Demonstrate 6 types of mounts o Ride backward in a figure 8 o Ride with the seat
out in front in a figure eight o Ride with the seat out in back in a figure
eight o Ride backward with the seat out in front for 10 m o Walk the wheel for
10 m (IUF) (No feet on the pedals, instead you propel the unicycle by walking on
the surface of the tire while sitting) o Ride with seat on the side in a circle
to the left o Ride with seat on the side in a circle to the right o Ride one
footed with the left foot for 10 m o Ride one footed with the right foot for 10
m o Backspin o Frontspin o Spin o Hop standing on wheel 5 times (USA) Level 7 o
Demonstrate 7 types of mounts o Ride backward with seat out in front in a circle
o Ride one footed with left foot in a circle o Ride one footed with right foot
in a circle o Walk the wheel in a circle o Walk the wheel one footed for 10 m o
Hop-twist 180 degrees to the left o Hop-twist 180 degrees to the right o Ride
backward with the seat out in back for 10 m o Spin the left o Spin to the right
Level 8 o Demonstrate 8 types of mounts o Ride one footed with the left foot in
a figure 8 o Ride one footed with the right foot in a figure 8 o Walk the wheel
in a figure eight o Walk the wheel one footed in a circle o Ride backward one
footed for 10 m o Glide for 10 m (no feet on the pedals, you can use a foot on
the surface of the tire as a brake.) o Hand wheel walk for 10 m o Pirouette o
Backward spin Level 9 o Demonstrate 9 types of mounts o Walk the wheel one
footed in a figure 8 o Ride backward one footed in a circle o Ride backward with
the seat out in front in figure 8 o Ride backward with the seat out in back in a
circle o Walk the wheel one footed with left foot for 10 m o Walk the wheel one
footed with right foot for 10 m o Walk the wheel backward for 10 m o Drag seat
in front 10 m o Drag seat in back for 10 m o Ride backward one footed with the
left foot 10 m o Ride backward one footed with the right foot 10 m o Ride one
footed with the seat out in front for 10 m o Backward pirouette Level 10 o
Demonstrate 10 types of mounts o Ride backward with seat out in back in a figure
8 o Ride backward one footed in a figure 8 o Walk the wheel one footed with left
foot in circle o Walk the wheel one footed with right foot in circle o Walk the
wheel backward in a circle o 180 uni spin o Sideways wheel walk for 10 m o Coast
for 10 m o Side ride for 10 m o Walk the wheel one footed backward for 10 m
40.6 What are some different mounts?
Left and right can be switched in the descriptions if you are left footed.
Standard Put a foot on the rear pedal and the seat underneath you. Step up onto
the unicycle. Side Put your left foot on the left pedal and hold the seat in
your hand. Move your right foot between your left leg and the unicycle. Swing it
around the front of the seat, put the seat underneath you, and your right foot
on the pedal. side mount with foot around twice Like the side mount, but your
foot makes an extra trip around the seat. side mount with foot around 3X Like
the side mount, but your foot makes an extra two trips around the seat. side
mount reverse Put your left foot on the left pedal and hold the seat in your
hand. Move your right foot around the back of the seat, put the seat underneath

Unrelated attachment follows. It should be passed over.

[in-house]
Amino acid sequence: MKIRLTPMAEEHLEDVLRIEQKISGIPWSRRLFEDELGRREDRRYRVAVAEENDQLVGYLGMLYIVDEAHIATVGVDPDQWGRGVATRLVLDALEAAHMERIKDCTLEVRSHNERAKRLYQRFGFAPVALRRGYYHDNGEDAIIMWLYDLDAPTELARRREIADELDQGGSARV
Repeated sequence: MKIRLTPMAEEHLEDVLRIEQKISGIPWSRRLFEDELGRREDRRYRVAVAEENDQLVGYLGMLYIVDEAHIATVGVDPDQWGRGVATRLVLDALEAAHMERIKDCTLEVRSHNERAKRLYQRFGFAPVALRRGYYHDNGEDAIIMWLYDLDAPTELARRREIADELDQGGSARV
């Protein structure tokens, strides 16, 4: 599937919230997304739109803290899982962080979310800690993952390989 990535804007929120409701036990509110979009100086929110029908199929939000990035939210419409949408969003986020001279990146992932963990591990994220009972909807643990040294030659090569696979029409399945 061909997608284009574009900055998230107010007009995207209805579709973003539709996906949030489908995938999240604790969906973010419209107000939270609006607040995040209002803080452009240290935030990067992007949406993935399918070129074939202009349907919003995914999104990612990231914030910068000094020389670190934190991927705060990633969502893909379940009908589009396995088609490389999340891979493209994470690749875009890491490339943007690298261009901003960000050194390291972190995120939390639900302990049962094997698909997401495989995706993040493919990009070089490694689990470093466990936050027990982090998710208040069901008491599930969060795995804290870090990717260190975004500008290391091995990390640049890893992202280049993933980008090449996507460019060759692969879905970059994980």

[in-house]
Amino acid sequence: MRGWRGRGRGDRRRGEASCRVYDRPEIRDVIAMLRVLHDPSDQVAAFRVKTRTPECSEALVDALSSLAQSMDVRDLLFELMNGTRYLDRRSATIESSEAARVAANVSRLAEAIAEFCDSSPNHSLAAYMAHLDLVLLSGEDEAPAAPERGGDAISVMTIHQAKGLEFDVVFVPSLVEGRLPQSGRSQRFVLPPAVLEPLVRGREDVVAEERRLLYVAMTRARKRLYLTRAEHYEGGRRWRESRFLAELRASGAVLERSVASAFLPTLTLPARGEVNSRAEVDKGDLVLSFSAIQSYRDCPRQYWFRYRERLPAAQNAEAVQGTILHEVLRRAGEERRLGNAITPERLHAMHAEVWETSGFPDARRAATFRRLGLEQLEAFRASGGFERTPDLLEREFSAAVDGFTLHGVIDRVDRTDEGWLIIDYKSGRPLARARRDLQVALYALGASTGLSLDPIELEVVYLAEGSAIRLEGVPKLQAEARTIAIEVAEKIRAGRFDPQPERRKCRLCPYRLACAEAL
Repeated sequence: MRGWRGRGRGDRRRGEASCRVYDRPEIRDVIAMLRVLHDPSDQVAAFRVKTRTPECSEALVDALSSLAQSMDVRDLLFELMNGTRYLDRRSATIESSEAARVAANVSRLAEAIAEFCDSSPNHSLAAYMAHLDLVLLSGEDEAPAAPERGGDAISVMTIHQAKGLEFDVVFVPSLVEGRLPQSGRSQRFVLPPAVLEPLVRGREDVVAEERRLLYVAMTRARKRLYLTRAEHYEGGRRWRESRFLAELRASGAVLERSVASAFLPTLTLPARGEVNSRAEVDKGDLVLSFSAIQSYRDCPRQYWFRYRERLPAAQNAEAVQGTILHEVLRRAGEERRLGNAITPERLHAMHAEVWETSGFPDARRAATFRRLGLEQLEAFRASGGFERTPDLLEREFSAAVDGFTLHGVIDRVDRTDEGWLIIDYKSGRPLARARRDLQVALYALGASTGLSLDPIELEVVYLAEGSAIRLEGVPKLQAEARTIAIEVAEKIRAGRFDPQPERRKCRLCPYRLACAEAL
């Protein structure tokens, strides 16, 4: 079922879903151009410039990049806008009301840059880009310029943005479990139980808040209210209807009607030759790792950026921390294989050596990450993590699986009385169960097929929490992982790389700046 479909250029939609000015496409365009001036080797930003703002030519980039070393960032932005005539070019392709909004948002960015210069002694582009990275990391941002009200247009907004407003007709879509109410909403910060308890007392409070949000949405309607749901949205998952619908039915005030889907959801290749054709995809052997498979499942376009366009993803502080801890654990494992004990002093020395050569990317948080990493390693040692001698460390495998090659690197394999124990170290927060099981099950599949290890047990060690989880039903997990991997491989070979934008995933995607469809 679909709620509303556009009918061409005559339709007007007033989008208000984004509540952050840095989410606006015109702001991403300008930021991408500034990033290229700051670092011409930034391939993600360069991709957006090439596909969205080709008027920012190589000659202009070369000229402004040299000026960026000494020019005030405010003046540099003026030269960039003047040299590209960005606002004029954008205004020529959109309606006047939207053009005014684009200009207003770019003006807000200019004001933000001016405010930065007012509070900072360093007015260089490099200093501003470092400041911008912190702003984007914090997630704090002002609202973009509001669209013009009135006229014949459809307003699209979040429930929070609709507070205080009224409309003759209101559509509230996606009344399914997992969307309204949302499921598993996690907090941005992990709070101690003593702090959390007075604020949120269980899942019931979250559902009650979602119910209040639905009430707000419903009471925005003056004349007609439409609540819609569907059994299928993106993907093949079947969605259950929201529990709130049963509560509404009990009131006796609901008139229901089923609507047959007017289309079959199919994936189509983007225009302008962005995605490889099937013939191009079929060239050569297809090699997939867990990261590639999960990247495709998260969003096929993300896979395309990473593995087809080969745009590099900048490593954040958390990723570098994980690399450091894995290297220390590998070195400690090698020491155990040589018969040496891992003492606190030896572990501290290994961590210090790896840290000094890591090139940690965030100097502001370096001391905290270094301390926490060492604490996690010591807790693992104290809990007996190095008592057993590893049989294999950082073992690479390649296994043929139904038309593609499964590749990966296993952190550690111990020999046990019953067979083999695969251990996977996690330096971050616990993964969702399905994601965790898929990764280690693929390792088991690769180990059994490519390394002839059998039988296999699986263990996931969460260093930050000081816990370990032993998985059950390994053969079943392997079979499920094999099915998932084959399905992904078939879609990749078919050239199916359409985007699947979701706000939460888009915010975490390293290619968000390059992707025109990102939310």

you, and your right foot on the pedal. side mount reverse, leg around Put your
left foot on the left pedal and hold the seat in your hand. Move your right foot
around the back of the seat, swing your foot 360 degrees around the seat again,
put the seat underneath you, and your right foot on the pedal. stepover mount
Start on the side holding onto the seat with both hands bring the other foot up
over the seat without releasing the seat with either hand. Step over the top of
the seat without letting go of the seat. It is not a fun way to crash if you
have your foot on the seat, but a good high step and its no more difficult than
one of the other side mounts. Reverse Stand in front of the unicycle with the
seat underneath you. Put one foot on the lower pedal. Step back and up so that
the unicycle is underneath you. The motion will be similar to idling once you
are up. Jump Hold the unicycle upright and jump up onto the pedals and the seat.
Land with all your weight on the pedals or you will be unhappy. 180 spin mount
Hold the unicycle in front of you with the front facing you. Jump into the air,
spin the unicycle around 180 degrees, and land on it. 360 spin mount Hold the
unicycle in front of you with the front facing away from you. Jump into the air,
spin the unicycle around 360 degrees, and land on
it.kick up Lay the unicycle on its side. Put your foot on the pedal that is
pointing up. Use your other foot to kick the seat up underneath you, and
put the free foot on its pedal. rolling mount Roll the unicycle, put
your foot on one pedal and get up, without the wheel ever stopping.
one foot mount Like a standard mount, but the second foot goes over the pedal
and the stays in the air. You can then go backwards or forwards with one foot.
one foot reverse mount Like the reverse mount, but the second foot goes over
the pedal and the stays in the air. You can then go backwards or forwards with
one foot. side mount from standing on wheel side jump mount Start at the side
of the unicycle, then jump on the pedals and settle on the seat. free side jump
mount Start at the side of the unicycle, let go of the unicycle, then jump on
the pedals and settle on the seat. jump mount Stand behind the unicycle, jump
up on both pedals simultaneously, and settle on the seat. free jump mount Like